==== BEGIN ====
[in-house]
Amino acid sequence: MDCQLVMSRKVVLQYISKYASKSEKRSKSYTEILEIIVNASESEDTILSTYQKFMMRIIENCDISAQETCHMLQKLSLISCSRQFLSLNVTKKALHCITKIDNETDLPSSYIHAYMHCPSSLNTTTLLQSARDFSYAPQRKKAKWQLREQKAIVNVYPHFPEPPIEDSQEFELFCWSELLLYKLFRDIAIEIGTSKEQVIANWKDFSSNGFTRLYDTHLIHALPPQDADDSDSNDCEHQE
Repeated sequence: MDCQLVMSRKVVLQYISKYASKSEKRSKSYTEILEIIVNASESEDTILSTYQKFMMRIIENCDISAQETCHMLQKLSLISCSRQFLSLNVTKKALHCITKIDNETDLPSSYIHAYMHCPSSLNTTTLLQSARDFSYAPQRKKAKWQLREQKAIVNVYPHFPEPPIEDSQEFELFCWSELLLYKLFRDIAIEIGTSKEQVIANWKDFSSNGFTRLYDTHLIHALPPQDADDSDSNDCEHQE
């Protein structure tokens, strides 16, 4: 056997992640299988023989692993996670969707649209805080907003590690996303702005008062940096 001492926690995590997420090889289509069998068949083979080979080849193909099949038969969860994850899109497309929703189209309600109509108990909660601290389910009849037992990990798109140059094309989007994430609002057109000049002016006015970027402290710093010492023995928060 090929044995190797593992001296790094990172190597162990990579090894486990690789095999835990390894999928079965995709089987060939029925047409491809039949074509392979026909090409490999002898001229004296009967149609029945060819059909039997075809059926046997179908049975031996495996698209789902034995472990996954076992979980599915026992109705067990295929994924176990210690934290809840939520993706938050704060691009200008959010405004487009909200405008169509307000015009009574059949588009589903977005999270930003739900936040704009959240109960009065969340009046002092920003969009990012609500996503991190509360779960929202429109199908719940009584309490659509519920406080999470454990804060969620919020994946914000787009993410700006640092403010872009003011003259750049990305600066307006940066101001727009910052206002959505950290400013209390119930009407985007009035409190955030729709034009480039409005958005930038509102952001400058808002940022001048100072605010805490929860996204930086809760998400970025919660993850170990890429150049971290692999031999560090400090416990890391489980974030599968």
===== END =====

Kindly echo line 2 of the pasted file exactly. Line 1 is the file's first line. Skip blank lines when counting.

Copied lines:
Amino acid sequence: MDCQLVMSRKVVLQYISKYASKSEKRSKSYTEILEIIVNASESEDTILSTYQKFMMRIIENCDISAQETCHMLQKLSLISCSRQFLSLNVTKKALHCITKIDNETDLPSSYIHAYMHCPSSLNTTTLLQSARDFSYAPQRKKAKWQLREQKAIVNVYPHFPEPPIEDSQEFELFCWSELLLYKLFRDIAIEIGTSKEQVIANWKDFSSNGFTRLYDTHLIHALPPQDADDSDSNDCEHQE